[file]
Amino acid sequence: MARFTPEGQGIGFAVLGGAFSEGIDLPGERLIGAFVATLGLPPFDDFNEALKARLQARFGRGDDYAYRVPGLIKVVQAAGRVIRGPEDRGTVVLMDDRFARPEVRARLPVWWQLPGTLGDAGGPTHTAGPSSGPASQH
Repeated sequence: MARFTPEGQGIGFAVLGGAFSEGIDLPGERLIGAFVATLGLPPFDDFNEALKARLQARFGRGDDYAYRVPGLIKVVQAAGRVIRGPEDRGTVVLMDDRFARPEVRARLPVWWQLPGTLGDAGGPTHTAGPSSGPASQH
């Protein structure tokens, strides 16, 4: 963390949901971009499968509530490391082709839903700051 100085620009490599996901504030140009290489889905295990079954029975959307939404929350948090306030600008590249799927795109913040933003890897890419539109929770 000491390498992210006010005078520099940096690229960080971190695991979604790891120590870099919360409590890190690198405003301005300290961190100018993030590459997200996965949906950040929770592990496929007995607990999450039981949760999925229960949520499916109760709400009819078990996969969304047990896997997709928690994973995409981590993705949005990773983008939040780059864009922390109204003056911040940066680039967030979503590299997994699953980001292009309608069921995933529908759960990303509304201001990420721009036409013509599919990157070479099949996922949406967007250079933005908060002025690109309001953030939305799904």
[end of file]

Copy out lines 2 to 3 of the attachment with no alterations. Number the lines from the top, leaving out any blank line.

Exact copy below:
Repeated sequence: MARFTPEGQGIGFAVLGGAFSEGIDLPGERLIGAFVATLGLPPFDDFNEALKARLQARFGRGDDYAYRVPGLIKVVQAAGRVIRGPEDRGTVVLMDDRFARPEVRARLPVWWQLPGTLGDAGGPTHTAGPSSGPASQH
């Protein structure tokens, strides 16, 4: 963390949901971009499968509530490391082709839903700051 100085620009490599996901504030140009290489889905295990079954029975959307939404929350948090306030600008590249799927795109913040933003890897890419539109929770 000491390498992210006010005078520099940096690229960080971190695991979604790891120590870099919360409590890190690198405003301005300290961190100018993030590459997200996965949906950040929770592990496929007995607990999450039981949760999925229960949520499916109760709400009819078990996969969304047990896997997709928690994973995409981590993705949005990773983008939040780059864009922390109204003056911040940066680039967030979503590299997994699953980001292009309608069921995933529908759960990303509304201001990420721009036409013509599919990157070479099949996922949406967007250079933005908060002025690109309001953030939305799904």